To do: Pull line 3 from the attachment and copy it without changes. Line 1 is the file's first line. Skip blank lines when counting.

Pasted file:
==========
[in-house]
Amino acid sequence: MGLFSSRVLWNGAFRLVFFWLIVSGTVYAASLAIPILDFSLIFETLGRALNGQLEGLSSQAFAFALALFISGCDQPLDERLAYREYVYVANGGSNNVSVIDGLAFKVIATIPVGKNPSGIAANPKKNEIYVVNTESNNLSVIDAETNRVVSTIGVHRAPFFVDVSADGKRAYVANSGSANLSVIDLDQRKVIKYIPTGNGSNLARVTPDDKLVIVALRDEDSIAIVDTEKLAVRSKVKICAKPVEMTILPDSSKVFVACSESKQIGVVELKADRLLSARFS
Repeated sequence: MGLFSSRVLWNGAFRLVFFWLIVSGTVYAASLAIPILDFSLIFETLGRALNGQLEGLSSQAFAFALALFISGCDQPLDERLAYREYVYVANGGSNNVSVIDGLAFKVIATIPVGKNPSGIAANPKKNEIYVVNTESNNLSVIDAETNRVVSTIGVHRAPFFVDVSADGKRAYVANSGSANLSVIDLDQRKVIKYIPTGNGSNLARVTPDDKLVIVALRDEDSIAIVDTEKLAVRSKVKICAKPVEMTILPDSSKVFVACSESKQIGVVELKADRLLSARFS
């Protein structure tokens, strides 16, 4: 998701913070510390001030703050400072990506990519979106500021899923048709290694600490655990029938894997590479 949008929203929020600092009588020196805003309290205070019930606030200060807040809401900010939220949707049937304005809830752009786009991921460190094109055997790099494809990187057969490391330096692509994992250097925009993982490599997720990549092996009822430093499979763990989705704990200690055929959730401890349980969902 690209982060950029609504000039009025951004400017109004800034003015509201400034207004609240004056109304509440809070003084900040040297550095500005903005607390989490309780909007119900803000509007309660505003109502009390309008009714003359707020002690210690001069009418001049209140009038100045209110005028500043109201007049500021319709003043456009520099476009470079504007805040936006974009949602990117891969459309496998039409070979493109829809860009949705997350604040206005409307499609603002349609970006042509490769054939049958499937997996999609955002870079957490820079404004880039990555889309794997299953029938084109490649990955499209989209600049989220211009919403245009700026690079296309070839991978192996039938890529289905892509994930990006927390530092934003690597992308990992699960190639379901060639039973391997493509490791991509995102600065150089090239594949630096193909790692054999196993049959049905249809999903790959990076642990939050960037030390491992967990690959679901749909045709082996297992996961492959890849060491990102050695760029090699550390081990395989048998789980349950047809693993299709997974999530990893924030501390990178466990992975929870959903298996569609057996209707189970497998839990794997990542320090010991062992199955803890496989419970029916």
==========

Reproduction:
Repeated sequence: MGLFSSRVLWNGAFRLVFFWLIVSGTVYAASLAIPILDFSLIFETLGRALNGQLEGLSSQAFAFALALFISGCDQPLDERLAYREYVYVANGGSNNVSVIDGLAFKVIATIPVGKNPSGIAANPKKNEIYVVNTESNNLSVIDAETNRVVSTIGVHRAPFFVDVSADGKRAYVANSGSANLSVIDLDQRKVIKYIPTGNGSNLARVTPDDKLVIVALRDEDSIAIVDTEKLAVRSKVKICAKPVEMTILPDSSKVFVACSESKQIGVVELKADRLLSARFS